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Suspected ATM card skimmer caught on camera

ACT Policing have released CCTV footage of a man suspected of card skimming.

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Police have warned that a card skimmer who has stolen more than $70,000 from the bank accounts of Canberra victims could return.

Skimming devices were discovered at ATMs across the city in November last year.

The devices extract card data from the magnetic strip of bank cards, while a tiny video camera records the victims keying in their PIN.

Police have released this CCTV image of a suspected offender.

Police have released this CCTV image of a suspected offender. Photo: CCTV / ACT Policing

They have now been used to strip $70,000 from the bank accounts of Canberrans.

A key suspect was identified through CCTV footage in December, and police waited until Tuesday to go public with the images for operational reasons.

The clear CCTV image shows a man who has also been identified by NSW Police, and is suspected of committing similar crimes in that state.

Detective Acting Sergeant Rachel Batterham said the suspect seemed to have gone to ground.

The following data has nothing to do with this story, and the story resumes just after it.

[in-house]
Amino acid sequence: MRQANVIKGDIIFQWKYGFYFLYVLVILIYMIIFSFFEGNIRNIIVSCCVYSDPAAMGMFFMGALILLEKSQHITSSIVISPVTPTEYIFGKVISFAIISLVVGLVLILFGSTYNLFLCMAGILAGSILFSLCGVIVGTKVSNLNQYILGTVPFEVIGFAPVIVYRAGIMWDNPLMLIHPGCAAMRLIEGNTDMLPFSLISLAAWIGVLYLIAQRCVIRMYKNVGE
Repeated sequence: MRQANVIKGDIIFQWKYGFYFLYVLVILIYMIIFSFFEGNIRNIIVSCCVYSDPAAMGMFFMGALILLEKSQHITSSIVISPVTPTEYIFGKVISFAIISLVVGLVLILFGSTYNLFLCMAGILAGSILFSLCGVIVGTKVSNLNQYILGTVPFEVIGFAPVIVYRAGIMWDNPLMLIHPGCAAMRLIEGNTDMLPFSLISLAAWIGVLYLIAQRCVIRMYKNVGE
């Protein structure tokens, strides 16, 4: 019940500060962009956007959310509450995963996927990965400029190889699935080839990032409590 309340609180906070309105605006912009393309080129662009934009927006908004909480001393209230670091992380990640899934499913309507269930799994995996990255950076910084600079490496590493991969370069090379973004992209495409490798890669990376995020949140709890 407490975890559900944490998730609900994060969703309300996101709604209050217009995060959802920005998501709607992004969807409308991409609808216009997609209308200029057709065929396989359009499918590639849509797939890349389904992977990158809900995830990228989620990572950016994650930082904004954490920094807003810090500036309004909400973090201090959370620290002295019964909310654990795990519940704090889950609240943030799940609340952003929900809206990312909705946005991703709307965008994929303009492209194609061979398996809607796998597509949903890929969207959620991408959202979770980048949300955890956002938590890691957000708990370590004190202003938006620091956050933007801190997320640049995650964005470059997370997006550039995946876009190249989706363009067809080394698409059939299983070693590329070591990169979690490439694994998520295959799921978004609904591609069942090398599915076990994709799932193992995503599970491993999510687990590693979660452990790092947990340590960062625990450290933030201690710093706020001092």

''We can't say for certain whether this male is responsible for attaching the skimming devices, but he is responsible for unauthorised transactions from card-holders' accounts,'' she said.

''He's used a different card for each individual person's account, and he's gone to various ATMs, not the ones that were skimmed, and used those ATMs to withdraw money directly from a victim's account.''

Authorities fear the card skimmer may strike again, once he believes the scrutiny on local ATMs has cooled off.

Detective Batterham said the crime was ''cyclical'' in nature, and warned that Canberrans should not be complacent.

Police are urging ATM users to take extra precautions when using the machines, and to examine them for any irregular or unusual devices.

Anyone who notices suspicious activity around ATMs, such as someone manipulating the ATM, should contact their bank, then ACT Policing Operations on 131 444.

Anyone who recognises the man depicted in the CCTV footage is asked to contact Crime Stoppers on 1800 333 000, or via the website.